For the benefit of school nutrition directors, the Center for Consumer Freedom is highlighting little-known facts about the Physicians Committee for Responsible Medicine and its connections to the radical animal rights movement:

* Less than four percent of "Physicians Committee" members are actual physicians.

* People for the Ethical Treatment of Animals (PETA) has already steered more than $1.3 million to PCRM. Animal People News notes that PETA and PCRM are so closely connected that they should be considered "a single fundraising unit."

* PCRM discourages Americans from supporting health charities like the March of Dimes, the St. Jude Children's Research Hospital, the American Red Cross, the American Foundation for AIDS Research, and the Christopher Reeve Paralysis Foundation-solely because they support research that requires the use of animals.

* The American Medical Association (AMA) has called PCRM a "fringe organization" that uses "unethical tactics" and is "interested in perverting medical science." The AMA has also condemned PCRM for supporting "a campaign of misinformation against important animal research of AIDS."

Martosko added: "The Physicians Committee's well-documented opposition to life-saving medical research indicates that its leaders don't care if Americans live or die. So why should they have any say in what our children eat?"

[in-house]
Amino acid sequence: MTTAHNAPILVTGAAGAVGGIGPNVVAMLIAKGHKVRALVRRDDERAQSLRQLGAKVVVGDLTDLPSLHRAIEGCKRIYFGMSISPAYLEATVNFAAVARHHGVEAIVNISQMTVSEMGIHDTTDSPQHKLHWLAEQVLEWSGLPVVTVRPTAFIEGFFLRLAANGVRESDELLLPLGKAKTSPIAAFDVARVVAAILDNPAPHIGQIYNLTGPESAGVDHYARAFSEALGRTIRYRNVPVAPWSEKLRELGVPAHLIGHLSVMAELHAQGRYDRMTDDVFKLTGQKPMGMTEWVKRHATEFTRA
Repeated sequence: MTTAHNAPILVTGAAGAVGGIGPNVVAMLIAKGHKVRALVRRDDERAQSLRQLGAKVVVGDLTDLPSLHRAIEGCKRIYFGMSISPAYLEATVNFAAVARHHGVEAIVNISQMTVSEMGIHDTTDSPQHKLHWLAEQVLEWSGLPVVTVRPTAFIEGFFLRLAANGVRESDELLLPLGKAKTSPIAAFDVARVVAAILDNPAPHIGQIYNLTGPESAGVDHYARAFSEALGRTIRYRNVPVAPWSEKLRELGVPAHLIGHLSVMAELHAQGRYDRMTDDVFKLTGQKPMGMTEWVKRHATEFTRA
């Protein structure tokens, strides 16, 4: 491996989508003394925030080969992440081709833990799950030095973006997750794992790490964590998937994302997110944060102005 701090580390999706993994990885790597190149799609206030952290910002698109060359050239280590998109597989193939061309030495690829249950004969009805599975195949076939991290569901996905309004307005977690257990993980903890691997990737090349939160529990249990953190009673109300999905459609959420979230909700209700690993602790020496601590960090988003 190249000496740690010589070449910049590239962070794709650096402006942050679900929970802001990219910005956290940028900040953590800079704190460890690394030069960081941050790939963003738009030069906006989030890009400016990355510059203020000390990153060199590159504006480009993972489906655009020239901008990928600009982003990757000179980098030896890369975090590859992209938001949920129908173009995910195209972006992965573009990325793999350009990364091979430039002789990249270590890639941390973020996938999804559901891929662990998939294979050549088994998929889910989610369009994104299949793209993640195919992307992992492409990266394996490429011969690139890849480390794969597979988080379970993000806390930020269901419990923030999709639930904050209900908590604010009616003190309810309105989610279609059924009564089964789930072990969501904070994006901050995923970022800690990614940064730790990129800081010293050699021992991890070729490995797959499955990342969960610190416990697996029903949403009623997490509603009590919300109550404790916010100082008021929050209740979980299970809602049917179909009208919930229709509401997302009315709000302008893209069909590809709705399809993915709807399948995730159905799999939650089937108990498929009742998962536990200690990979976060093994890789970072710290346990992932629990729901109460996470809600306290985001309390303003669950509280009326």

Source

Monday, August 28, 2006





Tea healthier than a glass of water: "The belief that drinking tea leads to loss of fluids and possibly dehydration has been quashed by scientists. They say drinking four cups a day can be beneficial - and better than plain water. Tea not only rehydrates but also protects against heart disease and cancer - as well as cutting tooth decay and possibly improving bone strength. The key component is a group of antioxidants called flavonoids which help prevent cell damage. Like fruit and vegetables, tea is a good source of flavonoids - three cups contain eight times the capacity of an apple. "You don't find these antioxidants in pure water," chief scientist Carrie Ruxton said. The British research was published in the European Journal of Clinical Nutrition."